Web users self-select their content, meaning they find and consume select information that appeals to them or fulfills their immediate needs. And when publishers wade through the process of determining what content categories best serve their readers online, much thought is given to the interlinking potential of those categories. In other words, why commit resources to a section of a Web site if no one participates with it? The flip side, of course, is to avoid being top-heavy in a single section or vertical.

Forbes.com, with 15 million to 20 million uniques per month, has a navigation system crafted around nine main verticals, with a number of subcategories under each. Tracking visitor patterns helps determine what content users are interested in. "We’ll track on a very direct basis our high usage pages like the index pages for the channels and the home page for the site," says Jim Spanfeller, president and CEO of Forbes.com. "And we certainly will look at page views per session, page views per unique, time per session, time per unique, and so on."

Yet because visitors aren’t necessarily interested in every piece of content Forbes.com has to offer, Spanfeller notes that time and resources are adjusted according to how much interest there is in a particular topic. "We have this notion of wide aperture and narrow aperture. The end-user decides what they’re going to look at and how much time they have for it. So how much time we invest in a given area will probably depend on its narrow aperture or its popularity on a wide-scale basis," he says.

For Forbes.com, the formula focuses on driving mass-market traffic with popular features such as its Billionaire’s List and the Celebrity List, which get full promotional muscle behind them. Mixed in, however, are the targeted verticals, such as Logistics or Intelligent Infrastructure. "[The verticals] will get dramatically less uniques in overall page views but yet are extremely important to the site because what people come to the site for is the wide aperture stuff, but they then come back on a regular basis for the narrow aperture stuff," says Spanfeller.

Keep Them Moving
Caranddriver.com offers users a variety of opportunities to see related content. The site’s traffic, which tops out at about 3 million monthly uniques, tends to congregate around the buyer’s guide, the reviews, news and photo galleries, says Mike Dushane, executive editor of Caranddriver.com and transportation Web sites for Hachette Filipacchi Media. Within those sections, however, are cues to see similar content in other areas of the site. "We want to make sure that when someone gets to our site looking for a particular vehicle they immediately have access to other content about that vehicle or that subject," says Dushane.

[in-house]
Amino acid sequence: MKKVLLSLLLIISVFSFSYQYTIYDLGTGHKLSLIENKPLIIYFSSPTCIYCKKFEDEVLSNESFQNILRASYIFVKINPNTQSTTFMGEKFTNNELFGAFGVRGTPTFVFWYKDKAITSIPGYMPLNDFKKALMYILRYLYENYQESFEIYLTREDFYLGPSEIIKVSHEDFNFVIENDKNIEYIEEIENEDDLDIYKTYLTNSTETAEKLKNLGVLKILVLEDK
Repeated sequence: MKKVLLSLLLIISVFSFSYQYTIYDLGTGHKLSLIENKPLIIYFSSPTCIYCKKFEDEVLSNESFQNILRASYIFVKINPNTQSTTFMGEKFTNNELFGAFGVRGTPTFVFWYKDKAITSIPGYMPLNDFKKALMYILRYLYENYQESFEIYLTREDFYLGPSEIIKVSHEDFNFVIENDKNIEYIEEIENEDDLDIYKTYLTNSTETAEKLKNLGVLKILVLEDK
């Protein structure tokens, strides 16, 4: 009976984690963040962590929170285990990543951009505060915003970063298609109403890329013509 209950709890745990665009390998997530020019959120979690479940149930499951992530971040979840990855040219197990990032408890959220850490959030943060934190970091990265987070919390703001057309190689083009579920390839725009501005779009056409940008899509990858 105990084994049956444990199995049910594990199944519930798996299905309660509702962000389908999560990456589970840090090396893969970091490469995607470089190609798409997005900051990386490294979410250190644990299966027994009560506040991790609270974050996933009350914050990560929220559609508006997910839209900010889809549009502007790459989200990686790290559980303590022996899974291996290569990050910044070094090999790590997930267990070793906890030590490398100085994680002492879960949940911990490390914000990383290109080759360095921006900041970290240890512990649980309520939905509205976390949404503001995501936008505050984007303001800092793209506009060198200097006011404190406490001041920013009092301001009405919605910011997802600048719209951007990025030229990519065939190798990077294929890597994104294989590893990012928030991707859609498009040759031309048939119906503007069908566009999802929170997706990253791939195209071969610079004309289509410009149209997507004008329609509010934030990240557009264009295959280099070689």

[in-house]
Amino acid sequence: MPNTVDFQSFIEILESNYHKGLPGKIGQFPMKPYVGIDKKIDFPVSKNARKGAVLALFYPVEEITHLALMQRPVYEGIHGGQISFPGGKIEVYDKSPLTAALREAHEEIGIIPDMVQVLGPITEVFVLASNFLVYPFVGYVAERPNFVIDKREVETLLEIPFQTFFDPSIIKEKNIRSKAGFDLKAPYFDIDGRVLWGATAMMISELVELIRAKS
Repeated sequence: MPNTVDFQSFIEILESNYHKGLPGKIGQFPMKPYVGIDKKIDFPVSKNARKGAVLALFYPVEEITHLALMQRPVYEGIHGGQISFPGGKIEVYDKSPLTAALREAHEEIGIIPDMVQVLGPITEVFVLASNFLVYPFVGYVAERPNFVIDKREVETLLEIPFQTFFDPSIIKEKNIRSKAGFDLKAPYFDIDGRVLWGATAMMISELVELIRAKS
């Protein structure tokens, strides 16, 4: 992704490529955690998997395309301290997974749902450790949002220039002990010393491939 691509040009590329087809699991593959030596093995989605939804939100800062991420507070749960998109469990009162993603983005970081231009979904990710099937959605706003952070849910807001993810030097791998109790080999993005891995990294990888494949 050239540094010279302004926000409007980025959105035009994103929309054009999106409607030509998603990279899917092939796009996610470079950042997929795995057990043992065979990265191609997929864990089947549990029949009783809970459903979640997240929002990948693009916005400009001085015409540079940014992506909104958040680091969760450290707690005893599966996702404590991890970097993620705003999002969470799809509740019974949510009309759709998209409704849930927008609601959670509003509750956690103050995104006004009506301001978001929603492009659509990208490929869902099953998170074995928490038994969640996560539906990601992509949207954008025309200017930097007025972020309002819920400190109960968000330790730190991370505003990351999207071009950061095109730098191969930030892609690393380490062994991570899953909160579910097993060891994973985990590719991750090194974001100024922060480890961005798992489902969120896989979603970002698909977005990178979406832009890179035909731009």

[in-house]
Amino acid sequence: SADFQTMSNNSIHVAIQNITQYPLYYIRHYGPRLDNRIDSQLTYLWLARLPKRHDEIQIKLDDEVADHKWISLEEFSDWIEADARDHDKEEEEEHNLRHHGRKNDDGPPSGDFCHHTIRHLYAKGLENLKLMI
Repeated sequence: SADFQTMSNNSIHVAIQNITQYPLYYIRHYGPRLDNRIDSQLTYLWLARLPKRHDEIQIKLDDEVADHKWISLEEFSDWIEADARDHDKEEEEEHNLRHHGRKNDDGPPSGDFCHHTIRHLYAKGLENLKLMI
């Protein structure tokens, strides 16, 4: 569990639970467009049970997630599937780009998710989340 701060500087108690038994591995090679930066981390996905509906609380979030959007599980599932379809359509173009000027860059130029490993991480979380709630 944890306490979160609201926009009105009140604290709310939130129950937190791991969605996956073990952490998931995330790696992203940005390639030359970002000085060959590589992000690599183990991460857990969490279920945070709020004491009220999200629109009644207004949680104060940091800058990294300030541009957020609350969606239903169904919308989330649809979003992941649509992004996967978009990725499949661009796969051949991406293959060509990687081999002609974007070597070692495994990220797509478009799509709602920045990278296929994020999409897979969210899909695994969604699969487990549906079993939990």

Links to other stories are in a related content rail and sometimes links are hardcoded into the story itself to pull the reader deeper into the site. "We have a feature on the new BMW M3, and if you’re on that feature there are links to a photo gallery of the car, there are links to the buyer’s guide pages about the previous M3 model, and from there, there are links that are created automatically for the review of the next generation product. So anyone who comes to the site for M3 content is only one or two clicks away from the newest and/or most relevant content," says Dushane.

Red Headed Stepchild
There are, however, areas on the site that don’t get so much attention, either from visitors or the content producer; Caranddriver.com’s forums, for example. "That’s not a huge focus for us right now. So they’re kind of self-sustaining and consequently they’re only 5 or 6 percent of our traffic," says Dushane. Nevertheless, 5 or 6 percent of three million is still at least 150,000 users. For a section that requires little, if any, upkeep, that’s a respectable number. "They don’t pull any resources away and even though they’re a small proportion of traffic, they do well in search, and the few readers who do use them like them. And they’re growing," says Dushane. "We continue to support the forums because they’re increasing in popularity, not decreasing, so we figured there’s no reason to pull the plug if they’re relatively easy to keep up."

Pages are primarily bought and sold based on page views, despite a looming industry focus on time spent. So the onus is on the publisher to make sure that traffic flows throughout the site. "Our automotive sites are not sold by section but on a more granular level based on the vehicle make and model that’s discussed in the content," says Dushane. "So the buyer’s guide is aimed at car shoppers and the news is aimed at enthusiasts and so on. Inventory is still bought and sold on page views, so it’s very important for us to focus on maximizing the number of things a visitor sees on the site."